Hello World! Are You Listening?

Due to the Corona virus we had to change the way we present this event to our audience and to the world. Unfortunately, we are not able to come together. Not able to listen to your music and your world, but are mostly stuck in our own. This does not mean our research stopped too. Our situation encourages us to look at new ways to continue with our ideas. The ideas of ‘Hello world, are you listening?’ In short, we are still looking at ways to make the world more musical. Are you still listening? 

We looked at ways to continue with our ‘Hello World’ program in a corona-proof way. Therefore, we developed several projects and collaborated with different artists to create (online) projects you can experience from, or at home. 

Are you ready to listen to your home and the city of Amsterdam in a completely new way? Which sounds do you hear at home? How to slow down in busy Amsterdam?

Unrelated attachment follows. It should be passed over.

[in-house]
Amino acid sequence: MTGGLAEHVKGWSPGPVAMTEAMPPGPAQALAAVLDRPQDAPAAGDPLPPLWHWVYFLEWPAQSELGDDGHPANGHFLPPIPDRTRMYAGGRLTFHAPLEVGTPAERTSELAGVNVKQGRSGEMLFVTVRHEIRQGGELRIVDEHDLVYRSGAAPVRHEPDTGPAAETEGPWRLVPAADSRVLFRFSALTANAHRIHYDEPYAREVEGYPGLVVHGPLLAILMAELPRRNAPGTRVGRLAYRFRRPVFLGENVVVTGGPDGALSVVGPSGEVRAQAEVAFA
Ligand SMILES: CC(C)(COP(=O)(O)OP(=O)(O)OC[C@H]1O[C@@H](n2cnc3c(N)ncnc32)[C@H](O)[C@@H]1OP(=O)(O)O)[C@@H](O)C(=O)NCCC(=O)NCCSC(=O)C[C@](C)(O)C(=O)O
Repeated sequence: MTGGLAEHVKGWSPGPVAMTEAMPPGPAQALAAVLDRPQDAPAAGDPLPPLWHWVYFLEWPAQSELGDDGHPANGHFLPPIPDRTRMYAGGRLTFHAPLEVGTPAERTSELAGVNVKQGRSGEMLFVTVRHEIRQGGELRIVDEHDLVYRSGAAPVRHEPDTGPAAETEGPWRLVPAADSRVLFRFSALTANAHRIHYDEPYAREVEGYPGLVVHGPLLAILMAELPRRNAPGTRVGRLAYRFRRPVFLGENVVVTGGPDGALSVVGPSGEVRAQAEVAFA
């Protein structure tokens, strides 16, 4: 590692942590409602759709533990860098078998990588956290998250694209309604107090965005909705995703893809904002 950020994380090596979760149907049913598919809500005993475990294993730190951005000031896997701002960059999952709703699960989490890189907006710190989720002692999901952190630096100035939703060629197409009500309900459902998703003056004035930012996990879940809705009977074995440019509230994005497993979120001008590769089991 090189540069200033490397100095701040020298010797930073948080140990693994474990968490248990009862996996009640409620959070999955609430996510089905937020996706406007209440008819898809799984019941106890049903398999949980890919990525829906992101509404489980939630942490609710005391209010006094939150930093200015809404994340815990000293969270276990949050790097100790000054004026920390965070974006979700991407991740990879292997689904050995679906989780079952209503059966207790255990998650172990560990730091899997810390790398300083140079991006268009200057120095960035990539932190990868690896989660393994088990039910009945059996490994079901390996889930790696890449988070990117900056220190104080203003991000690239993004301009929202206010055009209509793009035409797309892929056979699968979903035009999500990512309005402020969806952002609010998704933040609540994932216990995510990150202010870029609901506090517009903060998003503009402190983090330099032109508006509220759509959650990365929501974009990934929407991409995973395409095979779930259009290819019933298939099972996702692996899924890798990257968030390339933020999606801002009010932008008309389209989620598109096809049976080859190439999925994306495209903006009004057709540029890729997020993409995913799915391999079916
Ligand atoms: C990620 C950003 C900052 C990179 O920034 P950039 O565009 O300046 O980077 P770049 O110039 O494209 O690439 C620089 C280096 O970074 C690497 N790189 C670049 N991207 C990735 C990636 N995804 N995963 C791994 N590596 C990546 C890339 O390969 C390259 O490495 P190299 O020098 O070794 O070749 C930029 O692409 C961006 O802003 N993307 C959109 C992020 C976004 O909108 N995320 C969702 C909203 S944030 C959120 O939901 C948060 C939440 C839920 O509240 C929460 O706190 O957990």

NOCITY WALKS

Soundtrackcity, Stichting the Mystifiers and STEIM created the NOCITY WALKS series in response to a new reality we need to adapt to. Instead of moving around on bustling squares, full cafes with vibrant chatter, and the lively sounds of busy streets, we might stay a bit more at home and take walks close by. The series aims for (re-)appreciation of our direct environment. It guides you in finding beauty in the slow downed sounds we are able to hear (and make) in a city that finds itself in a quarantine.  

Join us by participating in the Slowdown Amsterdam Walk or download “Homing inside out”: A listening guide for home quarantine.


HUMANities

At STEIM we make the world more musical in different contexts, one of them is healthcare. During this time it can hardly be debated that this is of the most importance to our world. And as a part of ‘Hello world, are you listening?’ we at STEIM combine these two, healthcare and making the world more musical. In other words: WeCare at STEIM. 

As part of STEIMs WeCare Steering-group, Artur Jaschke wrote a blog: HUMANities, on his ‘dual-hatted’ position in both the healthcare sector and the art sector. What is his view on the effects of the COVID-19 crisis and the importance of music and sound during this time?